On March 12, 11 students, one mom and two teacher chaperones from Ballenas Secondary School in Parksville flew from Nanaimo to Vancouver to Frankfurt to Athens, Greece for a 12 day tour with EF. We visited Athens, Delphi, Olympia, Epidauros, Mycenae, Nafplio, Cape Sunio. We took a day cruise in the Saronic Gulf and visited Hydra ( a beautiful island where there are no cars – if you want to go somewhere, you can go by boat, by foot or by donkey), Poros and Aegina. We also took a cruise to Mykonos, Kusadasi in Turkey (to see Ephesos), Patmos (for the Grotto of the Apocalypse), Crete (for the ruins of Knossos) and Santorini.

Highlights? You ask. Well, the answers varied. Yes, students were astounded by the Acropolis and Ephesos and Mycenae. Yes, they loved riding the donkeys up the cliff of Santorini. Yes, they were awed by the Grotto of the Apocalypse. Yes, they appreciated the food: the gelato, Greek yoghurt and honey and gyros (especially from Bairaktairos in Monastiraki in Athens) were all sources of wonder. But when asked about their own highlight, the students focused more on social things. Some were delighted by the way in which our little group became “like family”. Prior to the trip, they really didn’t know each other that well at all, but travel breaks down those walls fairly quickly. Others were impressed by the Greeks themselves. The students noted their pride, their friendliness, their hard work, their sense of community. Students mentioned they did not notice many of these qualities among Canadians. By the end of tour, the students didn’t want to leave Greece, but they wanted to be at home. This is the best possible ending for such a trip.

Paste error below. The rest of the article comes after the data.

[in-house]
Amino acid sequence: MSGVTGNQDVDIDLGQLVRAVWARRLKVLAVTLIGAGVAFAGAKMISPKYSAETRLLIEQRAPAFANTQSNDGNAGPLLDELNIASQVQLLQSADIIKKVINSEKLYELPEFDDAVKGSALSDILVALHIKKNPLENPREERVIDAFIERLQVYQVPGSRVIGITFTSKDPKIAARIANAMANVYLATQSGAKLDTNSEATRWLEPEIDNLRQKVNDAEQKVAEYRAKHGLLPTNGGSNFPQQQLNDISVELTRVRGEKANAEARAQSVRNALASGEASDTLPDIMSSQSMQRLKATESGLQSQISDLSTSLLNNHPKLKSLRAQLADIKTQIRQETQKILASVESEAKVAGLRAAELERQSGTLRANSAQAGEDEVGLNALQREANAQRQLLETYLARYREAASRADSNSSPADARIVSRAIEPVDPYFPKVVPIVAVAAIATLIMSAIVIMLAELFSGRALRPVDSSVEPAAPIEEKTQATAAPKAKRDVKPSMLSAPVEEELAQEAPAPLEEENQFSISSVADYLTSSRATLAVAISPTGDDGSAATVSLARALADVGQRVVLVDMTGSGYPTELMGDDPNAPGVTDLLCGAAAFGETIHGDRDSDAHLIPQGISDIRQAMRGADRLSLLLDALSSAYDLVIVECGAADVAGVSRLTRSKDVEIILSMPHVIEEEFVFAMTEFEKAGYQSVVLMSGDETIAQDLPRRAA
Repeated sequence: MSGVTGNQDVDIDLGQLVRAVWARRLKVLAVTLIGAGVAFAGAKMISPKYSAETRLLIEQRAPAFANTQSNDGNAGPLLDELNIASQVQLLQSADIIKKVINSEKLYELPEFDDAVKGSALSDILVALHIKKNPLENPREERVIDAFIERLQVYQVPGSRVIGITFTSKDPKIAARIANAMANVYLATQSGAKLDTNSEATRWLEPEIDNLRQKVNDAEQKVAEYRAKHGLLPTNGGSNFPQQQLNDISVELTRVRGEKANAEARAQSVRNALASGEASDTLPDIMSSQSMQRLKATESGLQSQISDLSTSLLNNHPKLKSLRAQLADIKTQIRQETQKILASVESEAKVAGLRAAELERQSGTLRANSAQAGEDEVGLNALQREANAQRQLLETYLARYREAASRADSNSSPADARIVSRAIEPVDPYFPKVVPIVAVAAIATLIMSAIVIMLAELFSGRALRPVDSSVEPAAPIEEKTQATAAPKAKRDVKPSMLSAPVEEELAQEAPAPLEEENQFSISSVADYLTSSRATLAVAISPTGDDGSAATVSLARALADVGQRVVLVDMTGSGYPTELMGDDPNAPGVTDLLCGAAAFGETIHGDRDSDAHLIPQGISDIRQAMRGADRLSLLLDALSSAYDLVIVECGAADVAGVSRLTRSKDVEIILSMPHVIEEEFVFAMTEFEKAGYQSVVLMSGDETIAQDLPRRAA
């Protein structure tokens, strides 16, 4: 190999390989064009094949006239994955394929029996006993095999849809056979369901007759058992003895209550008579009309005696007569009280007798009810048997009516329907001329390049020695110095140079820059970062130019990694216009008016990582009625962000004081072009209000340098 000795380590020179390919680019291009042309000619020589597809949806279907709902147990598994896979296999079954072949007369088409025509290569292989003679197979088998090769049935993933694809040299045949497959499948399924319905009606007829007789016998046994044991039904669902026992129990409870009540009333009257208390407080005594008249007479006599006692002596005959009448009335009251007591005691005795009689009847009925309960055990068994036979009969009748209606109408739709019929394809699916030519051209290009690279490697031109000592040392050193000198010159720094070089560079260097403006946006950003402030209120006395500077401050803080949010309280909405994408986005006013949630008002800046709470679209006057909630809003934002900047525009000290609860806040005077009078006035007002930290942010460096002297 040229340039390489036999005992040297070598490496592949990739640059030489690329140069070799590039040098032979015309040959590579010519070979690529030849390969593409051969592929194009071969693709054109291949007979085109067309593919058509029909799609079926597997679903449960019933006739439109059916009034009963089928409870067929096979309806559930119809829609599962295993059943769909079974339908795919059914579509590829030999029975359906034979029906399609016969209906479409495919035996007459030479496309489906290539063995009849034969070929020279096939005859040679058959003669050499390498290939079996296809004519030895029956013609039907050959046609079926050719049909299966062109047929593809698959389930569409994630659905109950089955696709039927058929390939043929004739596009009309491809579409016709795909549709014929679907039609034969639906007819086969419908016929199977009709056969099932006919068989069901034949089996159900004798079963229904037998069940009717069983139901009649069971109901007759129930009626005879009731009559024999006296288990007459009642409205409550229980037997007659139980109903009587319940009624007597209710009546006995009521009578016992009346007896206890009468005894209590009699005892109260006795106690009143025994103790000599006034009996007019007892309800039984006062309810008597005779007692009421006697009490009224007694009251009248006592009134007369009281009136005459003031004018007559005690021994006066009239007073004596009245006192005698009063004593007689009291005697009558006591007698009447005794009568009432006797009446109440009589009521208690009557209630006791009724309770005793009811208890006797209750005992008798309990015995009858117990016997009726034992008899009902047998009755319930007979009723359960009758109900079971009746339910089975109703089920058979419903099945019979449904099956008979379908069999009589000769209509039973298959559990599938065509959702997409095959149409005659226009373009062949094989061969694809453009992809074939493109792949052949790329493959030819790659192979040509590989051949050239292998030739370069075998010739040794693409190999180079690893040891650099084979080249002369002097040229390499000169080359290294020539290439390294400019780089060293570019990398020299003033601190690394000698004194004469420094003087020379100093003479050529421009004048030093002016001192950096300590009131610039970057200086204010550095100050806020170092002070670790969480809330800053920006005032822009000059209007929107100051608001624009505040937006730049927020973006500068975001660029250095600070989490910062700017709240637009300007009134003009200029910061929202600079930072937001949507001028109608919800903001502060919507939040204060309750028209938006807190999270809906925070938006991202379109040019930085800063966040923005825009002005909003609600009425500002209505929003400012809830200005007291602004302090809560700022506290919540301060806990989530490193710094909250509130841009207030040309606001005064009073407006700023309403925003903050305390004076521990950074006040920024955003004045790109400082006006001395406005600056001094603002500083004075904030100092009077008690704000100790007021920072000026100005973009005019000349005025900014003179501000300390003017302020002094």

At virtually every stop, the students flocked to food. They were intensely interested in the various flavours of potato chips and off different brands of chocolate. They greatly enjoyed a stop at a carpet maker in Turkey where they learned how silk is made, how carpets are made. The loved their stop at a potter where they all made clay dolls. They purchased a bewildering array of goods; most of them succumbed to the komboloi and spent much time trying to master the movement of fingers required.

Foreign travel is a dangerous thing: it can show travelers who they truly are. Both strengths and weaknesses are brought out. The students learned more about their own potential than they thought they would. They learned that there need be no shame in making a mistake, that a sense of wonder is a good thing, that listening to instructions is a life-skill. They also learned that there are three keys to successful travel: sufficient sleep, adequate hydration and regular bowels.

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